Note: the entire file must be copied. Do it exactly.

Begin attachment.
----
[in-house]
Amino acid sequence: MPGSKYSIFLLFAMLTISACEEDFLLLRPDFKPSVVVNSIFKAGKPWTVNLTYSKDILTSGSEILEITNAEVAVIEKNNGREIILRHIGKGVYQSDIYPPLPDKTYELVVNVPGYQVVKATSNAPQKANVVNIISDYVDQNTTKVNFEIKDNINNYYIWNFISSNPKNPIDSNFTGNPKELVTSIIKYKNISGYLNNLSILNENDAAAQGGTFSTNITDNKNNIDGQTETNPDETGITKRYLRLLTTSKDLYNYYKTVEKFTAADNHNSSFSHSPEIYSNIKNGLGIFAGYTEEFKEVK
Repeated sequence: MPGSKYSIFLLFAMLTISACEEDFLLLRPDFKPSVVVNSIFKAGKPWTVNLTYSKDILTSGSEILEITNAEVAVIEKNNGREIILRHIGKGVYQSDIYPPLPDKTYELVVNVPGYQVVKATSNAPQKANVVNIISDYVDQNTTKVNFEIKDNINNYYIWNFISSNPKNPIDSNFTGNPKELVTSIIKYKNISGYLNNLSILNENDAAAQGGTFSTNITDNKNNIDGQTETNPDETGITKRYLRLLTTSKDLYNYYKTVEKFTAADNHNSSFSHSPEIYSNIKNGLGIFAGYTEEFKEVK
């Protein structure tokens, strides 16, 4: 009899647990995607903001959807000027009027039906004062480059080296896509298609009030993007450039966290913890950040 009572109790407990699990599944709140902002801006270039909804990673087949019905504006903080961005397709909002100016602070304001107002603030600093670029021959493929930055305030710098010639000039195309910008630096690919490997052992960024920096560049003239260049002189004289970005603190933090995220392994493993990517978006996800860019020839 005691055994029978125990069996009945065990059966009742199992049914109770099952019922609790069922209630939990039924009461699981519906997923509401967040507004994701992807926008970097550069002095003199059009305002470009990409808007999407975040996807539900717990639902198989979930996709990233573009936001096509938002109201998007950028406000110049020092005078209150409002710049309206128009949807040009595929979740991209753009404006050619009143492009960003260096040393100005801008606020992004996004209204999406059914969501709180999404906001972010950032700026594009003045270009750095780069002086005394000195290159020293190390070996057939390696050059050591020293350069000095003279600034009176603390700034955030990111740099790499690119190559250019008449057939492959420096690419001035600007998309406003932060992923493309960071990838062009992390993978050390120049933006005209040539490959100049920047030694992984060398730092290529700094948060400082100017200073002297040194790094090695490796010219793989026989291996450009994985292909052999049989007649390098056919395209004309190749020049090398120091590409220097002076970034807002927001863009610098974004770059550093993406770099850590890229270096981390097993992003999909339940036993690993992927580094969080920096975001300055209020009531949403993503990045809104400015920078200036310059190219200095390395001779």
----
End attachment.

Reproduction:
[in-house]
Amino acid sequence: MPGSKYSIFLLFAMLTISACEEDFLLLRPDFKPSVVVNSIFKAGKPWTVNLTYSKDILTSGSEILEITNAEVAVIEKNNGREIILRHIGKGVYQSDIYPPLPDKTYELVVNVPGYQVVKATSNAPQKANVVNIISDYVDQNTTKVNFEIKDNINNYYIWNFISSNPKNPIDSNFTGNPKELVTSIIKYKNISGYLNNLSILNENDAAAQGGTFSTNITDNKNNIDGQTETNPDETGITKRYLRLLTTSKDLYNYYKTVEKFTAADNHNSSFSHSPEIYSNIKNGLGIFAGYTEEFKEVK
Repeated sequence: MPGSKYSIFLLFAMLTISACEEDFLLLRPDFKPSVVVNSIFKAGKPWTVNLTYSKDILTSGSEILEITNAEVAVIEKNNGREIILRHIGKGVYQSDIYPPLPDKTYELVVNVPGYQVVKATSNAPQKANVVNIISDYVDQNTTKVNFEIKDNINNYYIWNFISSNPKNPIDSNFTGNPKELVTSIIKYKNISGYLNNLSILNENDAAAQGGTFSTNITDNKNNIDGQTETNPDETGITKRYLRLLTTSKDLYNYYKTVEKFTAADNHNSSFSHSPEIYSNIKNGLGIFAGYTEEFKEVK
């Protein structure tokens, strides 16, 4: 009899647990995607903001959807000027009027039906004062480059080296896509298609009030993007450039966290913890950040 009572109790407990699990599944709140902002801006270039909804990673087949019905504006903080961005397709909002100016602070304001107002603030600093670029021959493929930055305030710098010639000039195309910008630096690919490997052992960024920096560049003239260049002189004289970005603190933090995220392994493993990517978006996800860019020839 005691055994029978125990069996009945065990059966009742199992049914109770099952019922609790069922209630939990039924009461699981519906997923509401967040507004994701992807926008970097550069002095003199059009305002470009990409808007999407975040996807539900717990639902198989979930996709990233573009936001096509938002109201998007950028406000110049020092005078209150409002710049309206128009949807040009595929979740991209753009404006050619009143492009960003260096040393100005801008606020992004996004209204999406059914969501709180999404906001972010950032700026594009003045270009750095780069002086005394000195290159020293190390070996057939390696050059050591020293350069000095003279600034009176603390700034955030990111740099790499690119190559250019008449057939492959420096690419001035600007998309406003932060992923493309960071990838062009992390993978050390120049933006005209040539490959100049920047030694992984060398730092290529700094948060400082100017200073002297040194790094090695490796010219793989026989291996450009994985292909052999049989007649390098056919395209004309190749020049090398120091590409220097002076970034807002927001863009610098974004770059550093993406770099850590890229270096981390097993992003999909339940036993690993992927580094969080920096975001300055209020009531949403993503990045809104400015920078200036310059190219200095390395001779």